Extension Lifecycle

Overview

This article describes your module’s lifecycle and how you can create executable classes that will run when it is initialized or uninstalled. During initialization or uninstallation, these classes can perform database setup tasks, upgrade tasks, clean up tasks, and so on.

Since theme components and language packages generally do not need to install a database schema or update data in the database, they do not need to worry about initialization or uninstallation tasks.

Lifecycle class rules

Magento will detect the classes you are using to hook into the different lifecycle stages when you follow these rules:

  • The class should be in the Setup directory in your module’s root directory with the appropriate file name. For the correct file name, please see the specific examples below.
  • The class must use the specific name for the phase in which it will be executed in. To determine the correct class name to use, please see the specific examples below.
  • The class must implement the specific class interface for the phase in which it will be executed in. To determine the correct interface to use, please see the specific examples below.
  • The version you use in your module should follow our versioning policy.

Schema initialization

Schema initialization is the first process your module goes through when it is installed, re-installed, or upgraded.

Schema installation

When your module is initially installed, the first thing your modules does is perform a schema installation by executing its installation class.

If the schema_version of the module is found in the setup_modules table, then this stage will be skipped because it is assumed that the module schema has already been initialized in a previous installation.

For example, if you are installing version 2.0.0 of your module and there have been no previous installations of your module, then schema installation will proceed. Otherwise, schema installation will be skipped and your module will begin a schema upgrade.

During a schema installation, the install function will be executed in the InstallSchema class implementing the \Magento\Framework\Setup\InstallSchemaInterface:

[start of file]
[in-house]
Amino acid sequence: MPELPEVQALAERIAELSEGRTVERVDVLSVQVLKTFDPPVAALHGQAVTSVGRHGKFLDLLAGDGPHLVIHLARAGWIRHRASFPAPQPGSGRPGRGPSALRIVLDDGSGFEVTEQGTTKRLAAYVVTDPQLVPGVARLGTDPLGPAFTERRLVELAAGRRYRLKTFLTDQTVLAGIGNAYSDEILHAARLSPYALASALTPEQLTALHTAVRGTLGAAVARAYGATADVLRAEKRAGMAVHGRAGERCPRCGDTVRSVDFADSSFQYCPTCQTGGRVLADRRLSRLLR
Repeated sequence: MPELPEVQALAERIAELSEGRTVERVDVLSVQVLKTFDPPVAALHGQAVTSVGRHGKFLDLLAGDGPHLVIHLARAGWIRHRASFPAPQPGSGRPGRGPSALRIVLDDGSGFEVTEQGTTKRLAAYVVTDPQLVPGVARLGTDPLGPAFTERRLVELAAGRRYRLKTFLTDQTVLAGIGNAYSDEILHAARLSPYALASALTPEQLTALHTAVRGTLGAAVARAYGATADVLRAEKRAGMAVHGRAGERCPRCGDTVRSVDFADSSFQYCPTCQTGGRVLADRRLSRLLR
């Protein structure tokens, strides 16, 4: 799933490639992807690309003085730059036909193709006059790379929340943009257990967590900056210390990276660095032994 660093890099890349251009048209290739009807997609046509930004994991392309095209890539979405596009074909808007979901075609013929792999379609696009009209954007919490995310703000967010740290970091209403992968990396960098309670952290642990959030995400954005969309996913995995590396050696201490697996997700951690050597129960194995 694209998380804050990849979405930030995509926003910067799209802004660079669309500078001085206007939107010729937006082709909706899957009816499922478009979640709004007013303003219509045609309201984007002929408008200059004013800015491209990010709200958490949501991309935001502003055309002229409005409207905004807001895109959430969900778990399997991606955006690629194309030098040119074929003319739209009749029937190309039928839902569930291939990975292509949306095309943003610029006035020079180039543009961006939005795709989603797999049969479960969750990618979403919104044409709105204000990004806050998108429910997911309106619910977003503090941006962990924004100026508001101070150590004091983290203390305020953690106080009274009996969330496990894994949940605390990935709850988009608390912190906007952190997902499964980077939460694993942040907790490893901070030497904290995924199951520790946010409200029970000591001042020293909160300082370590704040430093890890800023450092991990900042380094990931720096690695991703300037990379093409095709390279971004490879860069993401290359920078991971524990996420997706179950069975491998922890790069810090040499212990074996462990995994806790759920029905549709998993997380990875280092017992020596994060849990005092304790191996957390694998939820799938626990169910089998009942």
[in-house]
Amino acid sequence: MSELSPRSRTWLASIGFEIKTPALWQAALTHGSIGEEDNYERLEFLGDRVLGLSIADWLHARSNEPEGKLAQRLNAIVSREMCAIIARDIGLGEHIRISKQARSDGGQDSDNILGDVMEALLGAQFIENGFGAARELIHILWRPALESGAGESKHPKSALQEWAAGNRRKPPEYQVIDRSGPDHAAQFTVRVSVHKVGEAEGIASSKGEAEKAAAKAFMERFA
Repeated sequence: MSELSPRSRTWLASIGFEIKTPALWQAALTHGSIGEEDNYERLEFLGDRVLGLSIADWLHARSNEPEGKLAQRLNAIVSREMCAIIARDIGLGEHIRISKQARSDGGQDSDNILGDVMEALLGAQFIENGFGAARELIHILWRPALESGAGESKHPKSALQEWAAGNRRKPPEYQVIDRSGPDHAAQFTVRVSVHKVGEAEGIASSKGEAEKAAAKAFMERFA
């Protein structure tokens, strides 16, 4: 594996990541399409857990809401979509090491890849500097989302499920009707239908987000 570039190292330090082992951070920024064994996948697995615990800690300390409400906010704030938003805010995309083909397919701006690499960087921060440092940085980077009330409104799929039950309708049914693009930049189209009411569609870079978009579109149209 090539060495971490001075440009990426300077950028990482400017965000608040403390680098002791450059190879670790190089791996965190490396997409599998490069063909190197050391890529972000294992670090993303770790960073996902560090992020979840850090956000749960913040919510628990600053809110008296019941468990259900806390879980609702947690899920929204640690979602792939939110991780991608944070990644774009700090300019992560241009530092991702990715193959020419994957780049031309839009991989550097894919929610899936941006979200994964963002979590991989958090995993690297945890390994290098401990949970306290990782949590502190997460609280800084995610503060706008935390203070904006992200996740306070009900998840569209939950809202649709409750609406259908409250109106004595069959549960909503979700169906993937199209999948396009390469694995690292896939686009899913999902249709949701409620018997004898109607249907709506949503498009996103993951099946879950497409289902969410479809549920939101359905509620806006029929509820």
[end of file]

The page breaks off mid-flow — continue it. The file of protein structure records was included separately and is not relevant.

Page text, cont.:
// File Location: <module_root_directory>/Setup/InstallSchema.php

class \<Vendor>\<Module>\Setup\InstallSchema implements \Magento\Framework\Setup\InstallSchemaInterface
{
    /**
     * {@inheritdoc}
     */
    public function install(SchemaSetupInterface $setup, ModuleContextInterface $context)
    {
        ...
    }
}

Schema upgrade

If your module already has an earlier version installed in Magento, then it will perform a schema upgrade instead of an installation. The purpose of a schema upgrade is usually to update the database structure or apply patches.

For example, when a new 2.0.1 version of your module is installed over a previous 2.0.0 version, your module will perform a schema upgrade instead of a schema installation.

During a schema upgrade, the upgrade function will be executed in the UpgradeSchema class implementing the Magento\Framework\Setup\UpgradeSchemaInterface:

// Location: <module_root_directory>/Setup/UpgradeSchema.php

class \<Vendor>\<Module>\Setup\UpgradeSchema implements \Magento\Framework\Setup\UpgradeSchemaInterface
{
    /**
     * {@inheritdoc}
     */
    public function upgrade(SchemaSetupInterface $setup, ModuleContextInterface $context)
    {
        ...
    }
}

Recurring schema event

You can create a class in your module that will be run every time after schema installation or upgrade. The purpose of running code in this final stage of schema initialization is usually to do final modifications to the database schema after it has been installed or updated.

During this event, the install function will be executed in the Recurring class implementing the \Magento\Framework\Setup\InstallSchemaInterface:

// Location: <module_root_directory>/Setup/Recurring.php

class \<Vendor>\<Module>\Setup\Recurring implements \Magento\Framework\Setup\InstallSchemaInterface
{
    /**
     * {@inheritdoc}
     */
    public function install(SchemaSetupInterface $setup, ModuleContextInterface $context)
    {
        ...
    }
}

Data initialization

After your module’s schema has been initialized, your module will go through the same process for data initialization.

Data installation

Just like with schema installation, this stage will run only during the initial installation of your module. The purpose of data installation is usually to populate the database with initial data for your module.